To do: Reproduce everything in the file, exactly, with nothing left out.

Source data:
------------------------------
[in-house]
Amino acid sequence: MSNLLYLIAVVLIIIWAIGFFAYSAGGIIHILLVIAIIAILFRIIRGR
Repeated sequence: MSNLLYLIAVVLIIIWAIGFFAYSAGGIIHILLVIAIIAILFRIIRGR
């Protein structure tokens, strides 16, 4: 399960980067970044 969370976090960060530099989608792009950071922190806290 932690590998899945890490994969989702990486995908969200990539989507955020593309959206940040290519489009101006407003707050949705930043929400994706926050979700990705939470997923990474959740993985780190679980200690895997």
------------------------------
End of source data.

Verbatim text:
[in-house]
Amino acid sequence: MSNLLYLIAVVLIIIWAIGFFAYSAGGIIHILLVIAIIAILFRIIRGR
Repeated sequence: MSNLLYLIAVVLIIIWAIGFFAYSAGGIIHILLVIAIIAILFRIIRGR
């Protein structure tokens, strides 16, 4: 399960980067970044 969370976090960060530099989608792009950071922190806290 932690590998899945890490994969989702990486995908969200990539989507955020593309959206940040290519489009101006407003707050949705930043929400994706926050979700990705939470997923990474959740993985780190679980200690895997």